As composting becomes more popular among gardeners and homeowners, many different models of composters have become available in the marketplace. They range quite a bit in price and design, and some are simply not worth buying. Composting is a simple process, and so a composter should be simple in design.

When choosing a composter for your yard or garden, it’s helpful to group composters into two main types – bins and tumblers. Both types are effective at producing compost, but there are significant differences. Understanding the features and benefits of these two basic types will make it easier for you to choose the right composter for your needs.


Both bins and tumblers take up about the same amount of ground space in the yard. The average composter will take about a 4 – 6 sq. ft. footprint. Compost bins are not meant to be moved, since most compost bins are open-bottomed. There are some bin models with a wheeled collection cart instead of the open bottom, but this is not typical of most compost bins.

Compost tumblers are also stationary for most models. There are some compost tumblers on the market that are designed to be rolled so the finished compost can be emptied directly on a garden bed, but this does not seem to be an important feature. A wheelbarrow works just as well.


Compost bins have a larger capacity then tumblers, about 2 – 3 times the volume per footprint size. Compost bins commonly hold between 7 – 20 cubic feet of composting materials, depending on the model. Compost tumblers range between 4 – 15 cubic feet capacity. This is because the tumbler drum can be more difficult to spin under large loads.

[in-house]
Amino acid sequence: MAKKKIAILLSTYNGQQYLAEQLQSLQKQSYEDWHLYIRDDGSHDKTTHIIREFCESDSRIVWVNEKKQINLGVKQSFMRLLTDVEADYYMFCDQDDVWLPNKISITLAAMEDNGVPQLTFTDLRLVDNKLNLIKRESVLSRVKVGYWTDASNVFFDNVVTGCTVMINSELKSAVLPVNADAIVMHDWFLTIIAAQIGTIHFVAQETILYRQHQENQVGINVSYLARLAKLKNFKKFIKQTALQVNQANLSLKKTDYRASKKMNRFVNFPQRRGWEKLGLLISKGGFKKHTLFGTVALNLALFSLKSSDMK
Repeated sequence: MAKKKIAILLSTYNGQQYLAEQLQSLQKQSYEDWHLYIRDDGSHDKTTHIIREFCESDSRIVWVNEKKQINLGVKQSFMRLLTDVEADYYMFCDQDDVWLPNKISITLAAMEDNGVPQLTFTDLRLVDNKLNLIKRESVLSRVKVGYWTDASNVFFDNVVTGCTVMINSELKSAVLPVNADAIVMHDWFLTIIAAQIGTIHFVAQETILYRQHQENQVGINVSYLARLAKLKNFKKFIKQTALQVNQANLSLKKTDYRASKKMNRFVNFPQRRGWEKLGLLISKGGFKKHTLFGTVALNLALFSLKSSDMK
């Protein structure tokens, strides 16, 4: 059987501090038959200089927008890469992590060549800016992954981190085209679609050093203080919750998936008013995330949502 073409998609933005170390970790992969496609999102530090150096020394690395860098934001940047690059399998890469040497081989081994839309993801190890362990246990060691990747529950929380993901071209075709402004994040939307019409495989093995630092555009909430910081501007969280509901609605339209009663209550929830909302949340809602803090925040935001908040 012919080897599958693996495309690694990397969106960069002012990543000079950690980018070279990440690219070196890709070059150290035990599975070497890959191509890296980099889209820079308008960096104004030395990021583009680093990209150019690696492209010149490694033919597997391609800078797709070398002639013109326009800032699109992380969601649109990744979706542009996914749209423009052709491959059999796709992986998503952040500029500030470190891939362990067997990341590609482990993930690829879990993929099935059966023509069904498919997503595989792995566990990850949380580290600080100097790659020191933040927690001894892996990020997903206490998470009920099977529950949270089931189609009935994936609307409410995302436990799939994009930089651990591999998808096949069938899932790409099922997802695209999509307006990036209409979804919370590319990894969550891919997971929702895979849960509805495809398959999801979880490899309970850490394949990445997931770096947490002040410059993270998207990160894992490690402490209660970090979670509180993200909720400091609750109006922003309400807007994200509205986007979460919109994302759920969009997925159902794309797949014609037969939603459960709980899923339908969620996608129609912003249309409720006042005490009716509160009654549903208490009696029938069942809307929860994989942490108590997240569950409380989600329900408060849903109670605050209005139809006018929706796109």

There are some models of compost tumblers which have large capacity yet are easy to spin. The three Jora models, at 4.5, 9, and 14.2 cu ft capacity, are pretty easy to spin even when full. This is because the Jora is mounted horizontally on its axis.


Compost tumblers are more durable than compost bins. Tumblers are more heavily constructed since they need to be strong enough to hold the full weight of the composting materials. When choosing a compost tumbler, inspect the supporting legs and the central axis connection – they should be strong to hold up to years of use. If handles are provided for spinning the drum, be sure they are not flimsy. Some tumbler models do not have handles, they have indentations in the molded drum for hand grips. This works just as well as handles.

Compost bins are made using thinner plastic, since they only need to contain the composting materials rather than support the weight. The thinner plastic can become brittle in cold weather or after years of use and sunlight exposure, so care must be taken when removing the lid and when emptying the finished compost from the lower ports. The plastic can crack or chip with age or hard use.


Compost bins are not really designed to make it easy for gardeners to turn (mix) the composting materials. It’s hard to get a pitchfork or shovel down into the pile and turn it effectively. Years ago, we earnestly tried to turn the materials in our bin, but eventually we gave up. It was too much work and we risked damaging the bin with the shovel. So we simply left the compost unturned. This results in less aeration so it takes longer for the compost to process. Depending on the time of year, it might take 2 -3 months for the composting process to complete.